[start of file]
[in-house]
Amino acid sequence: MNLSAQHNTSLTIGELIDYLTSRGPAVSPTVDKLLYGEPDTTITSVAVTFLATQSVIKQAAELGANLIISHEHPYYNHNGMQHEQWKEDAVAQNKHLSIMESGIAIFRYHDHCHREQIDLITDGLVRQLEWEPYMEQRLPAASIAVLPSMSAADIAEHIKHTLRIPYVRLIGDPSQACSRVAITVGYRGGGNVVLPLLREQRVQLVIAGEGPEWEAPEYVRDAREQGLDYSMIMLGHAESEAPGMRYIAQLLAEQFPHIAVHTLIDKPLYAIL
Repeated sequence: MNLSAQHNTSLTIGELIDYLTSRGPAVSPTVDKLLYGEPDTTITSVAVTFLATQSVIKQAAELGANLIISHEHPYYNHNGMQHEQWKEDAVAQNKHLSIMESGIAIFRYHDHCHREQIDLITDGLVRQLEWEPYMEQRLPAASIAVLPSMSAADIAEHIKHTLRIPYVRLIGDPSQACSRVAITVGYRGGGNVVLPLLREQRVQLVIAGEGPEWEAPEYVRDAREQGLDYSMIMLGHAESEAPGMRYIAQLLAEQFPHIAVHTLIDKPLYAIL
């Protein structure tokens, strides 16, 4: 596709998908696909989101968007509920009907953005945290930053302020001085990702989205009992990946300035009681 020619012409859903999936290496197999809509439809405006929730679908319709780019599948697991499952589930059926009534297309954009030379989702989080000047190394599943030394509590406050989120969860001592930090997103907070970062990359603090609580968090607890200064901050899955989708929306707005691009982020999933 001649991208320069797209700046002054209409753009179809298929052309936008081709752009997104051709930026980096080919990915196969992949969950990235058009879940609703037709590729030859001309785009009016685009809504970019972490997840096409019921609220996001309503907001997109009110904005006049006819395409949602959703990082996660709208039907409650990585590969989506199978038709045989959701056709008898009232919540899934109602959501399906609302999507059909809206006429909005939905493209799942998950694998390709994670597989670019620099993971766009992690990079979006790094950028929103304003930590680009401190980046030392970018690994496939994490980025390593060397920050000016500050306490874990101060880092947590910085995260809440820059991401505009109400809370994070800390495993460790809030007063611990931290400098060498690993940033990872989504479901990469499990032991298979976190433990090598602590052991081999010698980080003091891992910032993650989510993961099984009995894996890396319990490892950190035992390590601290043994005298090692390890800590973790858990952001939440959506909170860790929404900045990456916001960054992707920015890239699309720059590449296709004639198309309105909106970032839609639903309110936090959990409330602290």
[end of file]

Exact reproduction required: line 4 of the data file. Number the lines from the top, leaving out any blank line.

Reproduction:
């Protein structure tokens, strides 16, 4: 596709998908696909989101968007509920009907953005945290930053302020001085990702989205009992990946300035009681 020619012409859903999936290496197999809509439809405006929730679908319709780019599948697991499952589930059926009534297309954009030379989702989080000047190394599943030394509590406050989120969860001592930090997103907070970062990359603090609580968090607890200064901050899955989708929306707005691009982020999933 001649991208320069797209700046002054209409753009179809298929052309936008081709752009997104051709930026980096080919990915196969992949969950990235058009879940609703037709590729030859001309785009009016685009809504970019972490997840096409019921609220996001309503907001997109009110904005006049006819395409949602959703990082996660709208039907409650990585590969989506199978038709045989959701056709008898009232919540899934109602959501399906609302999507059909809206006429909005939905493209799942998950694998390709994670597989670019620099993971766009992690990079979006790094950028929103304003930590680009401190980046030392970018690994496939994490980025390593060397920050000016500050306490874990101060880092947590910085995260809440820059991401505009109400809370994070800390495993460790809030007063611990931290400098060498690993940033990872989504479901990469499990032991298979976190433990090598602590052991081999010698980080003091891992910032993650989510993961099984009995894996890396319990490892950190035992390590601290043994005298090692390890800590973790858990952001939440959506909170860790929404900045990456916001960054992707920015890239699309720059590449296709004639198309309105909106970032839609639903309110936090959990409330602290």